A method of tissue digestion using sodium hydroxide was applied to the isolation and recovery of ultra-high-molecular-weight polyethylene (UHMWPE) particles from tissues around failed total hip replacements. Density gradient ultracentrifugation of the digested tissues was performed to separate the UHMWPE from cell debris and other particulates. Fourier transform infrared spectroscopy and differential scanning calorimetry (DSC) verified that the recovered particles were UHMWPE. When viewed by scanning electron microscopy, individual particles were clearly observed and were either rounded or elongated. The majority were submicron in size. The application of this method to the study of particles from periprosthetic tissues may elucidate aspects of biomaterial particle size and shape that are important to the biologic response to, and clinical outcome of, total joint replacement.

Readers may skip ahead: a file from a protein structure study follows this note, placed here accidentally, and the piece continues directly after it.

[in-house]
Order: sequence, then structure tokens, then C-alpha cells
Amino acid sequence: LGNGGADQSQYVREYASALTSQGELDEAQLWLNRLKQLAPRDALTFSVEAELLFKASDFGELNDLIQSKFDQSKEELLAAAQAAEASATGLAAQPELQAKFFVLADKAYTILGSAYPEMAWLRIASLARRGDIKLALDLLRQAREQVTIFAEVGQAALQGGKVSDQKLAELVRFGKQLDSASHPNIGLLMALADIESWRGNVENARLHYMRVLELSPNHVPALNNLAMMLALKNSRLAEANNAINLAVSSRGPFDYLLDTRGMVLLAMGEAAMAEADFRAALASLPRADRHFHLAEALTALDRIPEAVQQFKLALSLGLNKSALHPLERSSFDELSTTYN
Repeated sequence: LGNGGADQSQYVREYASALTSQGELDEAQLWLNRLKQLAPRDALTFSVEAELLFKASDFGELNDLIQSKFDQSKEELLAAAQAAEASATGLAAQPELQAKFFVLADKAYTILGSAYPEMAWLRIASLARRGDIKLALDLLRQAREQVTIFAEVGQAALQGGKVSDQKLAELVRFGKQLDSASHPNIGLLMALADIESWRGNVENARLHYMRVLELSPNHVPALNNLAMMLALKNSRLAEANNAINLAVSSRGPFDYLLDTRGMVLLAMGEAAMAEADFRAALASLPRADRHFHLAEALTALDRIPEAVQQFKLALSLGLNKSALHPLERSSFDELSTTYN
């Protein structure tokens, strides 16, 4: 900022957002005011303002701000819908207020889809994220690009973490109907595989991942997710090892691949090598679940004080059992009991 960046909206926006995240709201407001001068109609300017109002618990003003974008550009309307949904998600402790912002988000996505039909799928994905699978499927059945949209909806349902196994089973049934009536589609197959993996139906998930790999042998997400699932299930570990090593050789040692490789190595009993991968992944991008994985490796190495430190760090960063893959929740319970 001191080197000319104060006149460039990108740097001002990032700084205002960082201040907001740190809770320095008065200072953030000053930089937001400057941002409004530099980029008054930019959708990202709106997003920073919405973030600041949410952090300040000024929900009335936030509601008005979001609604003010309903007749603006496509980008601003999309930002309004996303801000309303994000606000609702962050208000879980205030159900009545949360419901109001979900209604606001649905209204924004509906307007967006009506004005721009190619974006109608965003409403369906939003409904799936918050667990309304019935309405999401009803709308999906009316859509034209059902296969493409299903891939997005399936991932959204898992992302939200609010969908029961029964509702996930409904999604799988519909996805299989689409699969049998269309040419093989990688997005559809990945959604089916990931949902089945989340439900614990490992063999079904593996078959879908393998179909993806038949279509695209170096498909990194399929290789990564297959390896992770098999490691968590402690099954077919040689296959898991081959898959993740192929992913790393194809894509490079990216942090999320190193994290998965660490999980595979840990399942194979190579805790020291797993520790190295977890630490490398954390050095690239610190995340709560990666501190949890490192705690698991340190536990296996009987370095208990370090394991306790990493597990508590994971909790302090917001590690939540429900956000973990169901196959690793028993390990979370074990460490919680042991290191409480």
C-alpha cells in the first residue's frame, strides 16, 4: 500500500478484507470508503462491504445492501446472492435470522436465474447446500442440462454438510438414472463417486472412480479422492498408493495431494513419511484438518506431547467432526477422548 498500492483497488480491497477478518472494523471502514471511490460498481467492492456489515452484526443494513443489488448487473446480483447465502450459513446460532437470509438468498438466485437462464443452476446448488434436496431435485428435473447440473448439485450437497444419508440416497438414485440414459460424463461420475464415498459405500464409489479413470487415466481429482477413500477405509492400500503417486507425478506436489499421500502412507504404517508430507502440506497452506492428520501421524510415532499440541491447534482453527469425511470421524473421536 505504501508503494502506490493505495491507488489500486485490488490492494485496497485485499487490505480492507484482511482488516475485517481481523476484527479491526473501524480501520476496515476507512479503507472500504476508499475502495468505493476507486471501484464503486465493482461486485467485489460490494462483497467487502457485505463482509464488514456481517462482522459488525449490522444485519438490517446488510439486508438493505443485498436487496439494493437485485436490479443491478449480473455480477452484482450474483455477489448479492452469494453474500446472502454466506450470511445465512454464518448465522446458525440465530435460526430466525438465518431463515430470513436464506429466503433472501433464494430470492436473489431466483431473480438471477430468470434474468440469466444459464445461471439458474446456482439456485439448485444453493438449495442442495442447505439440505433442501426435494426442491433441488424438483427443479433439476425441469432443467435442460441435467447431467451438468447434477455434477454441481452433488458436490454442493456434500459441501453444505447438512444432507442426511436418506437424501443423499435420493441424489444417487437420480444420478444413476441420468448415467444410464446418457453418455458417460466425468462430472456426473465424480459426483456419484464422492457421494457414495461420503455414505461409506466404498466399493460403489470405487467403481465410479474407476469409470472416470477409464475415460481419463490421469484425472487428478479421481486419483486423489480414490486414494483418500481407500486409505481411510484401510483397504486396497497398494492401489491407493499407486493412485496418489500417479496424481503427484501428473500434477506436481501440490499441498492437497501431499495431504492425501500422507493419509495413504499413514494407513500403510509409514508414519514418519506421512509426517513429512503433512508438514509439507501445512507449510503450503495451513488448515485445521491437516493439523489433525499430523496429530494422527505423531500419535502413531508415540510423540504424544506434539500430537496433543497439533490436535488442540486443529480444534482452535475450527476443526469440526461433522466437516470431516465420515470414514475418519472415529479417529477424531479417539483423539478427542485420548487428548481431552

Polls results
1

On a scale of 1 to 10, rate how much this article will change your clinical practice?

NO change
BIG change
100% Article relates to my practice (4/4)
0% Article does not relate to my practice (0/4)
0% Undecided (0/4)
2

Will this article lead to more cost-effective healthcare?

50% Yes (2/4)
50% No (2/4)
0% Undecided (0/4)
3

Was this article biased? (commercial or personal)

0% Yes (0/4)
100% No (4/4)
0% Undecided (0/4)
4

What level of evidence do you think this article is?

0% Level 1 (0/4)
0% Level 2 (0/4)
50% Level 3 (2/4)
50% Level 4 (2/4)
0% Level 5 (0/4)